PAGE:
Abstract

Complex disease by definition results from the interplay of genetic and environmental factors. However, it is currently unclear how gene-environment interaction can best be used to locate complex disease susceptibility loci, particularly in the context of studies where between 1,000 and 1,000,000 markers are scanned for association with disease. We present a joint test of marginal association and gene-environment interaction for case-control data. We compare the power and sample size requirements of this joint test to other analyses: the marginal test of genetic association, the standard test for gene-environment interaction based on logistic regression, and the case-only test for interaction that exploits gene-environment independence. Although for many penetrance models the joint test of genetic marginal effect and interaction is not the most powerful, it is nearly optimal across all penetrance models we considered. In particular, it generally has better power than the marginal test when the genetic effect is restricted to exposed subjects and much better power than the tests of gene-environment interaction when the genetic effect is not restricted to a particular exposure level. This makes the joint test an attractive tool for large-scale association scans where the true gene-environment interaction model is unknown.

© 2007 S. Karger AG, Basel


  

Author Contacts

Peter Kraft
Departments of Epidemiology and Biostatistics, Harvard School of Public Health
Building 2 Room 207, 665 Huntington Avenue
Boston, MA 02115 (USA)
Tel. +1 617 432 4271, Fax +1 617 432 1722, E-Mail pkraft@hsph.harvard.edu

  

Article Information

Published online: February 2, 2007
Number of Print Pages : 9
Number of Figures : 2, Number of Tables : 1, Number of References : 33

  

Publication Details

Human Heredity (International Journal of Human and Medical Genetics)

Vol. 63, No. 2, Year 2007 (Cover Date: February 2007)

Journal Editor: Devoto, M. (Philadelphia, Pa.)
ISSN: 0001–5652 (print), 1423–0062 (Online)

For additional information: http://www.karger.com/HHE


Article / Publication Details

First-Page Preview
Abstract of Original Paper

Received: 7/31/2006
Accepted: 8/31/2006
Published online: 2/2/2007
Issue release date: February 2007

Number of Print Pages: 9
Number of Figures: 2
Number of Tables: 1

ISSN: 0001-5652 (Print)
eISSN: 1423-0062 (Online)

For additional information: http://www.karger.com/HHE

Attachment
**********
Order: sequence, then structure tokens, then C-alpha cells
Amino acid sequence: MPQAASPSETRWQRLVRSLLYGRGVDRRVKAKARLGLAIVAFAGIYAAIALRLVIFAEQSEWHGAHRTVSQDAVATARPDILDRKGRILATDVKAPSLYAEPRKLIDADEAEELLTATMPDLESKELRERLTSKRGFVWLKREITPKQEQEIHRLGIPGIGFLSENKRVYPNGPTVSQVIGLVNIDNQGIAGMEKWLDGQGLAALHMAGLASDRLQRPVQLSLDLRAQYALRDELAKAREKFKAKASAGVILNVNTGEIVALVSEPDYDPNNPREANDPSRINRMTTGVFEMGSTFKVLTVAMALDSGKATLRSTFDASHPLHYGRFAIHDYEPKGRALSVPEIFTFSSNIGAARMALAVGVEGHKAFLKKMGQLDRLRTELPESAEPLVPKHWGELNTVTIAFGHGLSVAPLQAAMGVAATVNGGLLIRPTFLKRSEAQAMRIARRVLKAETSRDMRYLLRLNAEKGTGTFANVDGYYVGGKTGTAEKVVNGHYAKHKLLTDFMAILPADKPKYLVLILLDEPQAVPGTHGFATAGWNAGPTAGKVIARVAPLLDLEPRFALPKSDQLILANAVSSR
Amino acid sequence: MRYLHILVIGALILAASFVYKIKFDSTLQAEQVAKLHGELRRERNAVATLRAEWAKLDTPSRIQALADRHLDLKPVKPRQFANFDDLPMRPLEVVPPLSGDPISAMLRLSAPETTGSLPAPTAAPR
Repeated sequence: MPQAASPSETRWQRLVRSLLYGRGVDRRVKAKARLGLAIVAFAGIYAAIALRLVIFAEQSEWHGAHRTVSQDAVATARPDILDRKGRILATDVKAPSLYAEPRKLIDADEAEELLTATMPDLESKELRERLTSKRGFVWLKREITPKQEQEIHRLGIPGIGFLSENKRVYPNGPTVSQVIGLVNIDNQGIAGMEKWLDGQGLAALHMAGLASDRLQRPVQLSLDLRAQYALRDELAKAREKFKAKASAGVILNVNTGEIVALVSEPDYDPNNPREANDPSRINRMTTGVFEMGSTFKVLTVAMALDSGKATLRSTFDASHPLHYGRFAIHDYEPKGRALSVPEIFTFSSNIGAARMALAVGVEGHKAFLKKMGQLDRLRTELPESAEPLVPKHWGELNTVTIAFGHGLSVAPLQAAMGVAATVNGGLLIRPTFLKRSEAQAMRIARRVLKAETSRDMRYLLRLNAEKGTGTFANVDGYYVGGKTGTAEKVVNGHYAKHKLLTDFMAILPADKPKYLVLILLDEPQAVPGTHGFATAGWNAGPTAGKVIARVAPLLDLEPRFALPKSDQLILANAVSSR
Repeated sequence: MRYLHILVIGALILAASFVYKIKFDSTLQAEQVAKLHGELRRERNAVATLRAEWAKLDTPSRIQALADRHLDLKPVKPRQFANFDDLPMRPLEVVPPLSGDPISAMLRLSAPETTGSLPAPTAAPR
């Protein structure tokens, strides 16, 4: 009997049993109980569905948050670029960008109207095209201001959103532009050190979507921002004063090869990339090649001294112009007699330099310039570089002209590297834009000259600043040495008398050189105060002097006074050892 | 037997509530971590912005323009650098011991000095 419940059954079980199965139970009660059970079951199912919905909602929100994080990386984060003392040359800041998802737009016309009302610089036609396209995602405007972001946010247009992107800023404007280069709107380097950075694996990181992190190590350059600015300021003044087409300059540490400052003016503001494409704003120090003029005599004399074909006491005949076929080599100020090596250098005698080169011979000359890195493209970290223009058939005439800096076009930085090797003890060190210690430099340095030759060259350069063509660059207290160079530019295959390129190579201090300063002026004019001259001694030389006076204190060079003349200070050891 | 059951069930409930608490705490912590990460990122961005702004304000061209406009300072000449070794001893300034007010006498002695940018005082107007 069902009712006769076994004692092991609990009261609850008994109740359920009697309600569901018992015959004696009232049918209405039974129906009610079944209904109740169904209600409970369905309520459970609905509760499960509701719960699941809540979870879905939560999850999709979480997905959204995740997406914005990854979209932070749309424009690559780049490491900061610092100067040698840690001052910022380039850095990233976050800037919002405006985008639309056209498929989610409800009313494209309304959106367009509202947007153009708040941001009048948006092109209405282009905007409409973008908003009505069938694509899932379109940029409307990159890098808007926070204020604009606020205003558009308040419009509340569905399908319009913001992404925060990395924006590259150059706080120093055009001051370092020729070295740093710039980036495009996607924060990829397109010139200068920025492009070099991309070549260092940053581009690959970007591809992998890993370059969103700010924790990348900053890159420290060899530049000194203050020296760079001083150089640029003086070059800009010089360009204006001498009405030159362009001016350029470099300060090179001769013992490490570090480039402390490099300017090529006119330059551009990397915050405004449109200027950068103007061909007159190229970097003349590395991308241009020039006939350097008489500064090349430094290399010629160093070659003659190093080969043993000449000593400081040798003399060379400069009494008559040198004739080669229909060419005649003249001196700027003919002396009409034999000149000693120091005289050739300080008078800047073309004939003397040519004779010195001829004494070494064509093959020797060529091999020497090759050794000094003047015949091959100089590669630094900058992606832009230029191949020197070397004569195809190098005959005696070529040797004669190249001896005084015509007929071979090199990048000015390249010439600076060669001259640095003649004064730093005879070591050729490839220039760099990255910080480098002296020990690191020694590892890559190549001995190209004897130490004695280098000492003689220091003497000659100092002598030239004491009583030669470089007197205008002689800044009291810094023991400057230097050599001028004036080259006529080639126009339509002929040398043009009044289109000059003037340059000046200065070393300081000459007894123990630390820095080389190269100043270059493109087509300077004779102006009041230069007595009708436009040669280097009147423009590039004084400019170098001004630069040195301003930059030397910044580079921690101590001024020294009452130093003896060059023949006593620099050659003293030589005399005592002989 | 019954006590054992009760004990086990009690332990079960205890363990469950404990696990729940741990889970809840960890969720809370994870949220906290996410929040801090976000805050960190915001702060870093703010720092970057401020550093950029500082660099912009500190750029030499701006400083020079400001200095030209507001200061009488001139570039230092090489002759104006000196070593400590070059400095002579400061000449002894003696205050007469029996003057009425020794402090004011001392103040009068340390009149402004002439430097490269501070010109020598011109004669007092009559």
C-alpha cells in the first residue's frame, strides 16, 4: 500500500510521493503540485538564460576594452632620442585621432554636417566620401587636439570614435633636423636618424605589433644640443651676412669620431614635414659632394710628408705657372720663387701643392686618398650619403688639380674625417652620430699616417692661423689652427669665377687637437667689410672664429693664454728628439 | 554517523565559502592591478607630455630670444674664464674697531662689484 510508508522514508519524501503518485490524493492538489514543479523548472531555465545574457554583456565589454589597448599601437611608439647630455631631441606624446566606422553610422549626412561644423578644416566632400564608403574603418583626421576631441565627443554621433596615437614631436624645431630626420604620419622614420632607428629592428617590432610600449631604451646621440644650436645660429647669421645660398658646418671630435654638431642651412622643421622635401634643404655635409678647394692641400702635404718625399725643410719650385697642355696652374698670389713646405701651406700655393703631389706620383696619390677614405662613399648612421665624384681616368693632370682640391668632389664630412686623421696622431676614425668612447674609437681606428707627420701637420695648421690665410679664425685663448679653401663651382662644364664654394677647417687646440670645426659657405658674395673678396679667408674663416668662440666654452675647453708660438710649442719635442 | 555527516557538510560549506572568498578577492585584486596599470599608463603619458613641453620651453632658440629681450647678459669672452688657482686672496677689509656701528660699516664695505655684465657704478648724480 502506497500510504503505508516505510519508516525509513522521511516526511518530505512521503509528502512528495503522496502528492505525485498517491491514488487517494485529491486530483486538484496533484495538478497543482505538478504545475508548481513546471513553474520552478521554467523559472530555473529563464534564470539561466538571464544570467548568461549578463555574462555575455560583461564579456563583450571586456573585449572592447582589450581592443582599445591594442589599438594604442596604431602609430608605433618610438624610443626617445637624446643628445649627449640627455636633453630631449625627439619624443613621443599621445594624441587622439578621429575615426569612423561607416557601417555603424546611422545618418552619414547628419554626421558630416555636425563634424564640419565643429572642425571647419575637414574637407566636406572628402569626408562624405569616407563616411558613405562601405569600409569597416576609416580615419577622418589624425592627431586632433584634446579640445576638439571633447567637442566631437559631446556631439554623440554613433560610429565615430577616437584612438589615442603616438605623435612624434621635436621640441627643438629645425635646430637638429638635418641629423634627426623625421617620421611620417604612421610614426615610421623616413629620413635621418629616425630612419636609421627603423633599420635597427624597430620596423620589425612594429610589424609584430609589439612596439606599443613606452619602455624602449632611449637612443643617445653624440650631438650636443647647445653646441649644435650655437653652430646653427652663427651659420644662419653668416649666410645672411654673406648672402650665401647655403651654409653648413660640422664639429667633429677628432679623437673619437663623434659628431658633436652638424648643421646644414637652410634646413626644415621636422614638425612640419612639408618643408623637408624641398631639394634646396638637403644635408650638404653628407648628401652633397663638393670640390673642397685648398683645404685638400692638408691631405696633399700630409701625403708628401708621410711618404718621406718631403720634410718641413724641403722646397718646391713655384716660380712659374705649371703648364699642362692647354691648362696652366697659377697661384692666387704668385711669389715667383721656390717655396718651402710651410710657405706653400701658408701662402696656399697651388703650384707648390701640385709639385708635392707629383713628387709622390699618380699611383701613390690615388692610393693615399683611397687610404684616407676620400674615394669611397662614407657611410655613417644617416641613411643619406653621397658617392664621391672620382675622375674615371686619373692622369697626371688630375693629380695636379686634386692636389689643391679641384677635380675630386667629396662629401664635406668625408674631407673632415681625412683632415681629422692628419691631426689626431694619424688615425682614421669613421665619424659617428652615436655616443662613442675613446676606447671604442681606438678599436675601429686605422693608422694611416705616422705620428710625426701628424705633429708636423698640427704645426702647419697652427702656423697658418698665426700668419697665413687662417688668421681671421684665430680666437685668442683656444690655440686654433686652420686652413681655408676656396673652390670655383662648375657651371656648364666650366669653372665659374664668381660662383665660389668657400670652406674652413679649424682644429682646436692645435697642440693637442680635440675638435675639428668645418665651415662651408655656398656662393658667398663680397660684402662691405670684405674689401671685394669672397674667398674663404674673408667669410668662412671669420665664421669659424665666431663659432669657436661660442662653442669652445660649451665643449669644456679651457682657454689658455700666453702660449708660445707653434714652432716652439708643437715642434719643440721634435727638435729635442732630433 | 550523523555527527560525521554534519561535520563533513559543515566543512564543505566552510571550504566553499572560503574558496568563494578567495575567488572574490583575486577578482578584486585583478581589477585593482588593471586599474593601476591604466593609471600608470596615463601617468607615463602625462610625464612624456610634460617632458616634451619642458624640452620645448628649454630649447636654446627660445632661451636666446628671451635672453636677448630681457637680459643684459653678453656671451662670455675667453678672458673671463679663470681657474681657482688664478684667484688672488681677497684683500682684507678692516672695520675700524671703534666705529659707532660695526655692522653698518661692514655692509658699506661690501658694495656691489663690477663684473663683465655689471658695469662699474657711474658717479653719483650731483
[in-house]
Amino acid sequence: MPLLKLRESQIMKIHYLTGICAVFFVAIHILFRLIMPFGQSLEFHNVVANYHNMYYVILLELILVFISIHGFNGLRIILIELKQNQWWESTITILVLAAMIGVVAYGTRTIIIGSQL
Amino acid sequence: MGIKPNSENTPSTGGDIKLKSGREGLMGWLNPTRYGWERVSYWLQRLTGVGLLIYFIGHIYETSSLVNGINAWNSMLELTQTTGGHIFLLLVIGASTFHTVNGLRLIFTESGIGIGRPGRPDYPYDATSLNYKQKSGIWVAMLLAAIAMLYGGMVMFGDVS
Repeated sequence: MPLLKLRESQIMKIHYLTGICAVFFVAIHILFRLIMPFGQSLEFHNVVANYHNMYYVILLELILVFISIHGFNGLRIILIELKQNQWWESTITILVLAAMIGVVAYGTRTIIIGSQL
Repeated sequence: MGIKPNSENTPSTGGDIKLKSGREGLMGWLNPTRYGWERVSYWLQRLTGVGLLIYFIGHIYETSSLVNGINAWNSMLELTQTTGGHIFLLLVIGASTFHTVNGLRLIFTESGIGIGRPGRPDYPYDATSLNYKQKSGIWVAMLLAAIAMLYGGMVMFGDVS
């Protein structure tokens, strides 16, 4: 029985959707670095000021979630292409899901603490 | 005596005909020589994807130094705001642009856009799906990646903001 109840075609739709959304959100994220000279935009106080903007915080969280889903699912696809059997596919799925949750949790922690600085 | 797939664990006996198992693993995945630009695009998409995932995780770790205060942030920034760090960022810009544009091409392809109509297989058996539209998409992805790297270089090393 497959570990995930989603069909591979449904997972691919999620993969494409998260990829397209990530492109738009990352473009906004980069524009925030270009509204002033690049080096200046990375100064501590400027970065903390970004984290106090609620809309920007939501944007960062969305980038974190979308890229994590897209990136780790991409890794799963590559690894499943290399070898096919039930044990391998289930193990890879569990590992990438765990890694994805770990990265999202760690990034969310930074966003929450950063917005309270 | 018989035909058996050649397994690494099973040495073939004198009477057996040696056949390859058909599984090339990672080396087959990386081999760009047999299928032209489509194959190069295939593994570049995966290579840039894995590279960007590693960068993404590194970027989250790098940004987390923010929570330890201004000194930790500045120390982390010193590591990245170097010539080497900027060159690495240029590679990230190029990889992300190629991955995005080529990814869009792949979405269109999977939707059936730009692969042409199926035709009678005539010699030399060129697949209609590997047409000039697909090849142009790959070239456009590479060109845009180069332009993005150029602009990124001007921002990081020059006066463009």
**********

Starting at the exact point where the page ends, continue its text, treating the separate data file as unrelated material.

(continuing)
Copyright / Drug Dosage

Copyright: All rights reserved. No part of this publication may be translated into other languages, reproduced or utilized in any form or by any means, electronic or mechanical, including photocopying, recording, microcopying, or by any information storage and retrieval system, without permission in writing from the publisher or, in the case of photocopying, direct payment of a specified fee to the Copyright Clearance Center.
Drug Dosage: The authors and the publisher have exerted every effort to ensure that drug selection and dosage set forth in this text are in accord with current recommendations and practice at the time of publication. However, in view of ongoing research, changes in goverment regulations, and the constant flow of information relating to drug therapy and drug reactions, the reader is urged to check the package insert for each drug for any changes in indications and dosage and for added warnings and precautions. This is particularly important when the recommended agent is a new and/or infrequently employed drug.
Disclaimer: The statements, opinions and data contained in this publication are solely those of the individual authors and contributors and not of the publishers and the editor(s). The appearance of advertisements or/and product references in the publication is not a warranty, endorsement, or approval of the products or services advertised or of their effectiveness, quality or safety. The publisher and the editor(s) disclaim responsibility for any injury to persons or property resulting from any ideas, methods, instructions or products referred to in the content or advertisements.

References

  1. Haiman CA, Stram DO, Wilkens LR, Pike MC, Kolonel LN, Henderson BE, Le Marchand L: Ethnic and racial differences in the smoking-related risk of lung cancer. N Engl J Med 2006;354:333–342.
  2. Risch N: Dissecting racial and ethnic differences. N Engl J Med 2006;354:408–411.
  3. McConnell R, Berhane K, Yao L, Jerrett M, Lurmann F, Gilliland F, Kunzli N, Gauderman J, Avol E, Thomas D, Peters J: Traffic, susceptibility, and childhood asthma. Environ Health Perspect 2006;114:766–772.
  4. Han J, Hankinson SE, Colditz GA, Hunter DJ: Genetic variation in XRCC1, sun exposure, and risk of skin cancer. Br J Cancer 2004;91:1604–1609.
  5. Clayton D, McKeigue PM: Epidemiological methods for studying genes and environmental factors in complex diseases. Lancet 2001;358:1356–1360.